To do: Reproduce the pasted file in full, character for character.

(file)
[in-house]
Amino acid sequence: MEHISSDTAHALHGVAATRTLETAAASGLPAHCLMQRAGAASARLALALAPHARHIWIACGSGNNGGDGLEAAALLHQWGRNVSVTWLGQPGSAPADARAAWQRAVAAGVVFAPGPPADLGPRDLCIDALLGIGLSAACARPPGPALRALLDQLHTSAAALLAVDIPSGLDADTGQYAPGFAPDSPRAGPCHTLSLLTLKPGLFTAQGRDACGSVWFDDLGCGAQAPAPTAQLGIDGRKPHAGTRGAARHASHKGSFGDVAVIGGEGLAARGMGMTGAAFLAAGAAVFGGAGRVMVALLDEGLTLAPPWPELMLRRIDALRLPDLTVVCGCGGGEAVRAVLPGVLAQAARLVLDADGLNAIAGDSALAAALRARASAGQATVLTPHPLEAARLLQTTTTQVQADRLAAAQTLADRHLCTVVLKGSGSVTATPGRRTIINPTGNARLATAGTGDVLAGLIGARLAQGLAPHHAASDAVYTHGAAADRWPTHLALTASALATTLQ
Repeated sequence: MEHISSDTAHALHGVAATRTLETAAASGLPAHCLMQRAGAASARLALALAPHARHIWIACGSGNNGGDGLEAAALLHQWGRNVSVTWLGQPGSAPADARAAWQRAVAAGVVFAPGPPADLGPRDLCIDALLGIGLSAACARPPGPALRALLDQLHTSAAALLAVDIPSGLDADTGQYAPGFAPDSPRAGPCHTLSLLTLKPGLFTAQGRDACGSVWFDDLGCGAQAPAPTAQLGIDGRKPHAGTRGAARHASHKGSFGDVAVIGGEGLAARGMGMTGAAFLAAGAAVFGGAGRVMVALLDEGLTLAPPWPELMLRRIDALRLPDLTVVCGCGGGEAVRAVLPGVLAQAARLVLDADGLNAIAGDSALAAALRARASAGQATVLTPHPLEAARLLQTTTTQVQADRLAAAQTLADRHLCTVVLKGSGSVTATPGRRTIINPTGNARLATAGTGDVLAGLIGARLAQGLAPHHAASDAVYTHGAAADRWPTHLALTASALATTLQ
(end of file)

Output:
[in-house]
Amino acid sequence: MEHISSDTAHALHGVAATRTLETAAASGLPAHCLMQRAGAASARLALALAPHARHIWIACGSGNNGGDGLEAAALLHQWGRNVSVTWLGQPGSAPADARAAWQRAVAAGVVFAPGPPADLGPRDLCIDALLGIGLSAACARPPGPALRALLDQLHTSAAALLAVDIPSGLDADTGQYAPGFAPDSPRAGPCHTLSLLTLKPGLFTAQGRDACGSVWFDDLGCGAQAPAPTAQLGIDGRKPHAGTRGAARHASHKGSFGDVAVIGGEGLAARGMGMTGAAFLAAGAAVFGGAGRVMVALLDEGLTLAPPWPELMLRRIDALRLPDLTVVCGCGGGEAVRAVLPGVLAQAARLVLDADGLNAIAGDSALAAALRARASAGQATVLTPHPLEAARLLQTTTTQVQADRLAAAQTLADRHLCTVVLKGSGSVTATPGRRTIINPTGNARLATAGTGDVLAGLIGARLAQGLAPHHAASDAVYTHGAAADRWPTHLALTASALATTLQ
Repeated sequence: MEHISSDTAHALHGVAATRTLETAAASGLPAHCLMQRAGAASARLALALAPHARHIWIACGSGNNGGDGLEAAALLHQWGRNVSVTWLGQPGSAPADARAAWQRAVAAGVVFAPGPPADLGPRDLCIDALLGIGLSAACARPPGPALRALLDQLHTSAAALLAVDIPSGLDADTGQYAPGFAPDSPRAGPCHTLSLLTLKPGLFTAQGRDACGSVWFDDLGCGAQAPAPTAQLGIDGRKPHAGTRGAARHASHKGSFGDVAVIGGEGLAARGMGMTGAAFLAAGAAVFGGAGRVMVALLDEGLTLAPPWPELMLRRIDALRLPDLTVVCGCGGGEAVRAVLPGVLAQAARLVLDADGLNAIAGDSALAAALRARASAGQATVLTPHPLEAARLLQTTTTQVQADRLAAAQTLADRHLCTVVLKGSGSVTATPGRRTIINPTGNARLATAGTGDVLAGLIGARLAQGLAPHHAASDAVYTHGAAADRWPTHLALTASALATTLQ